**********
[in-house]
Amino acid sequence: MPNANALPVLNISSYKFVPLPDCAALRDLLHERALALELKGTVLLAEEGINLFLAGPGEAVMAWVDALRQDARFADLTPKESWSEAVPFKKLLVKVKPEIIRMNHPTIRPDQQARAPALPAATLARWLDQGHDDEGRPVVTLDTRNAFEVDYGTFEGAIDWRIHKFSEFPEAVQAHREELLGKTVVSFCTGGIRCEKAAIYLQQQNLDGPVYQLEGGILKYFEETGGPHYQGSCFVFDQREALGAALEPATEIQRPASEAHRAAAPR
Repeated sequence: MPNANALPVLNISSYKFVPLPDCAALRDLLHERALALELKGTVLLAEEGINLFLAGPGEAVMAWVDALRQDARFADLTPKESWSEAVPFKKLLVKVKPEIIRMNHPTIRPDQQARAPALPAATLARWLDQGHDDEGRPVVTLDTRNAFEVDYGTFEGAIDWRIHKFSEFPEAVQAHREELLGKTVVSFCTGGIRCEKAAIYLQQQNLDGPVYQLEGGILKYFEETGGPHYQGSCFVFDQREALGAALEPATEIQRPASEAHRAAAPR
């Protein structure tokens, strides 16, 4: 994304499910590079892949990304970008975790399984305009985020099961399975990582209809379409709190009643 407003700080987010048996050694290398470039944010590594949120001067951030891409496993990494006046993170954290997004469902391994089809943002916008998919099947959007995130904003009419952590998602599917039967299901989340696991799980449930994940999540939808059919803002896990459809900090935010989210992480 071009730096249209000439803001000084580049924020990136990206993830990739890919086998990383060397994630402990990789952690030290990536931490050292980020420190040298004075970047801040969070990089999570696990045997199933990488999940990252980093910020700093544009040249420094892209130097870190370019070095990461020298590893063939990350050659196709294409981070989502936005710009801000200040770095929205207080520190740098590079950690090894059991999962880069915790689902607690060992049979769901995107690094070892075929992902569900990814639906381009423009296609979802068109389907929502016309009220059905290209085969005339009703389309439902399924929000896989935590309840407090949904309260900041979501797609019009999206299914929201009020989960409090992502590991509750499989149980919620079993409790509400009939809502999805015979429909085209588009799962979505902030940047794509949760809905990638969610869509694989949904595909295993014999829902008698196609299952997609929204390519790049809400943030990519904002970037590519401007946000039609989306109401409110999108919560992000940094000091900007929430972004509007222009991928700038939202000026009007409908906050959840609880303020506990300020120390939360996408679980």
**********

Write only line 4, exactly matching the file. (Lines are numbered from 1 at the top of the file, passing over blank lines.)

């Protein structure tokens, strides 16, 4: 994304499910590079892949990304970008975790399984305009985020099961399975990582209809379409709190009643 407003700080987010048996050694290398470039944010590594949120001067951030891409496993990494006046993170954290997004469902391994089809943002916008998919099947959007995130904003009419952590998602599917039967299901989340696991799980449930994940999540939808059919803002896990459809900090935010989210992480 071009730096249209000439803001000084580049924020990136990206993830990739890919086998990383060397994630402990990789952690030290990536931490050292980020420190040298004075970047801040969070990089999570696990045997199933990488999940990252980093910020700093544009040249420094892209130097870190370019070095990461020298590893063939990350050659196709294409981070989502936005710009801000200040770095929205207080520190740098590079950690090894059991999962880069915790689902607690060992049979769901995107690094070892075929992902569900990814639906381009423009296609979802068109389907929502016309009220059905290209085969005339009703389309439902399924929000896989935590309840407090949904309260900041979501797609019009999206299914929201009020989960409090992502590991509750499989149980919620079993409790509400009939809502999805015979429909085209588009799962979505902030940047794509949760809905990638969610869509694989949904595909295993014999829902008698196609299952997609929204390519790049809400943030990519904002970037590519401007946000039609989306109401409110999108919560992000940094000091900007929430972004509007222009991928700038939202000026009007409908906050959840609880303020506990300020120390939360996408679980």